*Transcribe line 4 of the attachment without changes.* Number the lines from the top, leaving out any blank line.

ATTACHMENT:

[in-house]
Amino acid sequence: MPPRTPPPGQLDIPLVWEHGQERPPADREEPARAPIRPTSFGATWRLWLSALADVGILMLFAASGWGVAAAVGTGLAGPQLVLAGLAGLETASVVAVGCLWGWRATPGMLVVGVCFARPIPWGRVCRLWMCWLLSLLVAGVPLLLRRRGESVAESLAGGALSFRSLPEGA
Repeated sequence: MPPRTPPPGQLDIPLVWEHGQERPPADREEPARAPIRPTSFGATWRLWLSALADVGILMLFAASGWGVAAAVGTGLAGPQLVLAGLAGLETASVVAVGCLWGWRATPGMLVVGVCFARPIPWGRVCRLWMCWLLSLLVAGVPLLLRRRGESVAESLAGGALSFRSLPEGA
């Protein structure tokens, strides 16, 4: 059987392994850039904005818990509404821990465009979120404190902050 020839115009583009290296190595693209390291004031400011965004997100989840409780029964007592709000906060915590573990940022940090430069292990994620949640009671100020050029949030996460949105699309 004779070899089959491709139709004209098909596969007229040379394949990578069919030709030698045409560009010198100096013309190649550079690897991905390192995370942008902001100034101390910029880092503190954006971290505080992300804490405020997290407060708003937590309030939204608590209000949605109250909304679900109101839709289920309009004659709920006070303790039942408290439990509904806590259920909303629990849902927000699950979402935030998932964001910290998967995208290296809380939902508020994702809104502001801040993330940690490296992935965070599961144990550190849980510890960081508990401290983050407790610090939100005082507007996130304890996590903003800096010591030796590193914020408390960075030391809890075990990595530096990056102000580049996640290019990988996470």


């Protein structure tokens, strides 16, 4: 059987392994850039904005818990509404821990465009979120404190902050 020839115009583009290296190595693209390291004031400011965004997100989840409780029964007592709000906060915590573990940022940090430069292990994620949640009671100020050029949030996460949105699309 004779070899089959491709139709004209098909596969007229040379394949990578069919030709030698045409560009010198100096013309190649550079690897991905390192995370942008902001100034101390910029880092503190954006971290505080992300804490405020997290407060708003937590309030939204608590209000949605109250909304679900109101839709289920309009004659709920006070303790039942408290439990509904806590259920909303629990849902927000699950979402935030998932964001910290998967995208290296809380939902508020994702809104502001801040993330940690490296992935965070599961144990550190849980510890960081508990401290983050407790610090939100005082507007996130304890996590903003800096010591030796590193914020408390960075030391809890075990990595530096990056102000580049996640290019990988996470």